Read Kendra Davis’ brilliant article about the emotional abuse she suffered at the hands of her ex, and the traumatic accident that brought her to the realisation of just how wrong things were.
I love this post, as soon as I read it I knew I had to reblog!
I wish I had felt like this growing up. I was a wreck as a kid. I didn’t fit in. I didn’t trust myself not to say something stupid in front of people that I thought were much cooler than me, which was basically everyone. I was a complete try-hard and I got it wrong every time. I didn’t know who I was so I tried to be all thing to all people and I messed it up.
And now I have daughters.
I have nightmares about them going through school feeling the way I did. I try so hard to instil them with confidence, to explain the importance of being yourself without caring what anybody thinks. When I look back, the ‘popular’ kids at school were the ones who had enough confidence in themselves to act naturally. They never stuttered when they tried to talk in a group, they never blushed when asked a question in class, they never tried too hard.
But how to explain that to young girls whose whole lives revolve around what people think and how they are portraying themselves? I was trying to explain about the effect being confident has on the image you portray to those around you to my 12 year old daughter recently. Her reply, “Mum, nobody acts like that, that’s how you end up being bullied”. I think my heart broke.
I struggled at school. But at least I got to leave my try-hard self behind when I got off the school bus and could just be myself when I got home. Now, kids have smartphones that keep them constantly connected to their peers. They have Facebook, Instagram, Pinterest, and however many others I’m too old to have a clue about. And every single thing they post is scrutinised by everyone they know, or an attempt to reach the notice of those they want to know. Every thought they have and every picture they take is an effort to bolster their image.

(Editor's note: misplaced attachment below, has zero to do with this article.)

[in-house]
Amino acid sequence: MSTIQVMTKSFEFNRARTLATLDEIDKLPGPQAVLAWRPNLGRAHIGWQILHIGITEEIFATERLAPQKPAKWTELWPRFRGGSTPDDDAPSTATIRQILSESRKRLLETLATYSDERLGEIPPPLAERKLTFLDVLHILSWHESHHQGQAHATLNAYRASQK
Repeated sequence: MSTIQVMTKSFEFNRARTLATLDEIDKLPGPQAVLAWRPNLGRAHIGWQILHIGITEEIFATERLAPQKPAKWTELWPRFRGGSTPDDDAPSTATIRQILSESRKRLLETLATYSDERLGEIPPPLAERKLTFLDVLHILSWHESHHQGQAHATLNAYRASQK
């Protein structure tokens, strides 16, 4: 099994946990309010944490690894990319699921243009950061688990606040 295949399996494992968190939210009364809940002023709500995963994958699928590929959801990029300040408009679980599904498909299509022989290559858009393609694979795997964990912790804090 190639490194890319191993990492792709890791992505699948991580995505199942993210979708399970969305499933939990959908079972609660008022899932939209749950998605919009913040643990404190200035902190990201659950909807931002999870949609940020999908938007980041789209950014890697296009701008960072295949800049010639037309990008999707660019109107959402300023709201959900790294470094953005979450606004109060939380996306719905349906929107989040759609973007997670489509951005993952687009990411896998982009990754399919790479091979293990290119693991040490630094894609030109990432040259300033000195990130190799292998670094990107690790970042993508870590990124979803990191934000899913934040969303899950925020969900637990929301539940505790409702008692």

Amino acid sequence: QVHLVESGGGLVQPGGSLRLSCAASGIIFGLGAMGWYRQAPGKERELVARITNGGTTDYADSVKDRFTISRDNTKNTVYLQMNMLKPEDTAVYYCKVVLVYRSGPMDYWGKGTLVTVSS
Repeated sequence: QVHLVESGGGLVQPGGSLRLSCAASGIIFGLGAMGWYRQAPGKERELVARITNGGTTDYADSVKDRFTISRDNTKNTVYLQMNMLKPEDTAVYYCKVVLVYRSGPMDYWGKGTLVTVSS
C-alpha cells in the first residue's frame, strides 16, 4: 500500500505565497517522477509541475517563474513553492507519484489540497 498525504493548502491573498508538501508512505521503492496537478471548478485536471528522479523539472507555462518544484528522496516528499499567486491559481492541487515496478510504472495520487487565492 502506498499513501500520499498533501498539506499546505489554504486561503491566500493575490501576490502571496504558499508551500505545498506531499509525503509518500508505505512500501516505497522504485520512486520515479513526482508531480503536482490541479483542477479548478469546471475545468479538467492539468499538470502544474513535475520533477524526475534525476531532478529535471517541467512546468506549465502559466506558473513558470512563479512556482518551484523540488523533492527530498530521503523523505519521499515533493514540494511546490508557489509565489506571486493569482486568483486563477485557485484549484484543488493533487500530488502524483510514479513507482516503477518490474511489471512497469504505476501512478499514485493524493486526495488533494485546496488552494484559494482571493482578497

So I found the post below so refreshing to read. The op is obviously quite young, probably not much older than my daughters, and it’s so comforting to see that some kids are coming through this minefield unscathed. I hope my girls learn this confidence much sooner than I did.
I’m only just coming to terms with the fact that I’ve been worrying myself sick for years over something that just does not matter. I love who I am. Nobody else’s opinion matters!
If somebody else thinks I’m being stupid, so what? If I’m feeling boisterous and skipping down the street chatting to Charlie, my Staffie, or singing loudly along to Muse while playing air drums, then I’m expressing my contentment and feeling good, and I probably look a complete tit to anyone that sees me, but so what?
I suppose I have to accept that this isn’t something I can teach my daughters. They’ll have to come to the realisation that they are just fine exactly how they are in their own time, just like I did. I can bolster their confidence, praise their intelligence and wit, and make sure they know they are loved more than life, but ultimately they have to develop that self-love for themselves.
I only hope they don’t suffer in the learning as much as I did.
I recently noticed that most people hate certain things about themselves, or wish they were someone else. With me, I don’t. I believe that what I have makes me, me.I may not be the prettiest girl in the world, I may not have the nicest personality, I may be weird, odd, etc, but I am me.
I am a lot more comfortable doing what I want, rather than what the people around me think I should do. I hate dresses with a passion, and am a lot more comfortable in a tux. I HATE makeup, and am a lot happier without it. I am not girly at all. I don’t run around lusting after attractive people. I don’t keep myself in a shell so I don’t embarrass myself. I will laugh when I throw the ball in the complete opposite direction it’s meant to go in PE…
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